The taste of change
As SA’s cities transform, with new precincts changing the social and cultural landscape every few months, one of the greatest things for denizens of the city is the great new eating spots that blossom as new urban life pops up. We’ve picked eight of our favourite hot spots.
IT’S MORE LIKE A
Marabi Jazz Bar
In the basement of Hallmark House in Maboneng – the new landmark building designed by British-Ugandan starchitect David Adjaye – is Joburg’s hottest new jazz venue: Marabi Jazz Bar. (Marabi is a uniquely South African jazz style with its origins in 1920s townships.) Not only does the building – a luxury new-urban mix of hotel, residential, entertainment and lifestyle – represent Maboneng changing gear, but it also signals a welcome return of jazz to the inner city in a speakeasy style venue. Cape Town chef Luke Dale-Roberts (check out our look at his revamped Cape Town flagship here) opened a pop-up of his more casual eatery The Pot Luck Club, called The Pop Luck Club, in the building from July to the end of September 2017.
Joburg’s urban regeneration revolution continues with the arrival of Hangout Jozi at One Eloff in Joziburg, the beginning of a new inner-city precinct. The beautifully refurbished blue and turquoise art deco gem of a building is host to Hangout Jozi, a restaurant and entertainment venue. The restaurant includes five kitchen and food concepts, all served by the waiters off a central menu: Braai & Meats, Fresh & Fish, Stew & Steamy, Bunny Moosa and Sweet & Decadent. The bar specialises in bespoke, locally-produced craft spirits and beers from all over southern Africa. The GiniJozi Gin & Food pairing menu is particularly cool. Joziburg also hosts films, exhibitions, rooftop parties and pop-up restaurants, so keep an eye out. And it’s home to Joburg Places inner-city walking tours if you’re keen to rediscover the city.
Leopard: Kitchen, Larder & Can Do
Joburgers panicked when the news broke earlier this year that The Leopard in Melville was closing. Chef Andrea Burgener and her husband, Nick Gordon, ran what must have been the city’s most individualistic, engaged and simply excellent restaurant. Over the years, they’ve opened and closed a number of restaurants, each one an evolution in their culinary evolution. And, like a foodie phoenix, Andrea has risen again with a new idea: a larder, deli, catering and hot lunch spot at 44 Stanley (the former home of Deluxe, another restaurant of theirs). For daily fixes, there’s a small menu of hot lunches, which you can mix and match with salads from the salad bar. From the deli, there’s free-range charcuterie that Nick has been working on as well as free-range meat products and an array of deli and grocery items, which include the likes of Mooberry jersey halloumi and German potato dumplings.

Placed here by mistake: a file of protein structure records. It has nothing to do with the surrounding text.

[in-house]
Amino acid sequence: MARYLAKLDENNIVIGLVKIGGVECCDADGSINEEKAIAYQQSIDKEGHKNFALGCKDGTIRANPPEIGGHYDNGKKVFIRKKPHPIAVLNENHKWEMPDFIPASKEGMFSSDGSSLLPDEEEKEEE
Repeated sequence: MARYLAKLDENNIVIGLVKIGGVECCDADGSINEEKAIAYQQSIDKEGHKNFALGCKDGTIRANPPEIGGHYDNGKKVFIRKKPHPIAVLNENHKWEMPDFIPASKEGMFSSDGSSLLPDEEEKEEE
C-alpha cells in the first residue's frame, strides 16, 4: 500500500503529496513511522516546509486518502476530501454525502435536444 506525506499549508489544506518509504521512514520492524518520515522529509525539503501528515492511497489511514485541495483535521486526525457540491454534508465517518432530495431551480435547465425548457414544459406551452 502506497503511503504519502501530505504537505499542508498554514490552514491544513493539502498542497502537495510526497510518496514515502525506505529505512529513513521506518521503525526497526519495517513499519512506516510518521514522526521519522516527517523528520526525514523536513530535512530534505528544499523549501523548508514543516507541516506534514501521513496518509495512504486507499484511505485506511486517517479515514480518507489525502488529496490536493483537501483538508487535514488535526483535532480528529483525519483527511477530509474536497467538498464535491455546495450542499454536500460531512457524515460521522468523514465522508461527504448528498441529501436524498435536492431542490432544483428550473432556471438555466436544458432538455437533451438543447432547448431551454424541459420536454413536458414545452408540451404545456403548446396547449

Down the drag from Rosebank, on the corner of Jan Smuts and Bolton on the edge of the Parkhurst art strip, a long-overdue upgrade is taking place. Buildings are getting facelifts left, right and centre. That particular corner, dubbed Park Corner, houses the Bolton Road Collection (a bistro), Bar Ber Black Sheep (a ridiculously chic barber-meets-bar) and Proof, which does the local artisanal spirits thing. Next to that is Coalition, where you can find simply the best classic Neapolitan-style pizza in Joburg. Food and art: the heart, it seems, of any urban dream.
The Shortmarket Club
Following in the footsteps of The Test Kitchen, which almost singlehandedly led the revival of Cape Town’s Woodstock, Chef Luke-Dale Roberts partnered with his top chef Wesley Randles and manager, Simon Widdison, to open The Shortmarket Club in a heritage building just off vibey Bree Street. You enter the restaurant from a staircase to the first floor where the open kitchen is the first thing you see. The interiors keep with the opulent old-world feel of the building, and feature vast banquettes that form the centrepiece of the dining area. Moody light pours in through two vast skylights. Accents like stained glass made by local craftsmen in sliding doors from Argentina have been kept as a nod to the feel of history and craftsmanship the space evokes.
61 Harrington Street
The Firm’s collection, which includes neighbourhood bars The Village Idiot, Aces n Spades and Villains Old Ale House, recently expanded to take over the space formerly occupied by live music venue The Assembly. Managing Director Reg MacDonald brought in Durban surf stars Grant “Twiggy” Baker and Jordy Smith to create a 3-in-1 hotspot with something for everyone. You can start off with drinks at the upmarket cocktail lounge, Harringtons, and then move to the nightclub, District, or chill out at the more laidback, punk-style bar SurfaRosa.
The Chairman is more than just a cool bar/lounge where there’s vinyl, live music and the most ridiculously stylish decor. The whole place was conceived of as an urban revival in a room. Its location was once the worst building in the worst block of Durban’s Point Precinct. The Chairman was designed with the express desire to catalyse a revival in the area through the sheer power of inventiveness, authenticity and goodwill. Architectural heritage, music, repurposed objects in the décor and, of course, drinks and food come together to breathe new life into the building.
This café in a reinvented steel shipping container is part of the Concierge Boutique Bungalows in Durban’s Greyville area. It was created in a collaborative effort with Durban’s Egg Design team, Greg and Roche Dry, and the Modern Museum Design team headed by Neil Roake. Grayville has an unusual concentration of listed buildings and heritage architecture, and the bungalows and café are built on the site of eight such buildings. The bungalows, together called the Freedom Café, which is at the centre of a cool, dappled courtyard, reinvented tradition for a new era, keeping the 1920s facades in place, and contrasting it beautifully with the café design.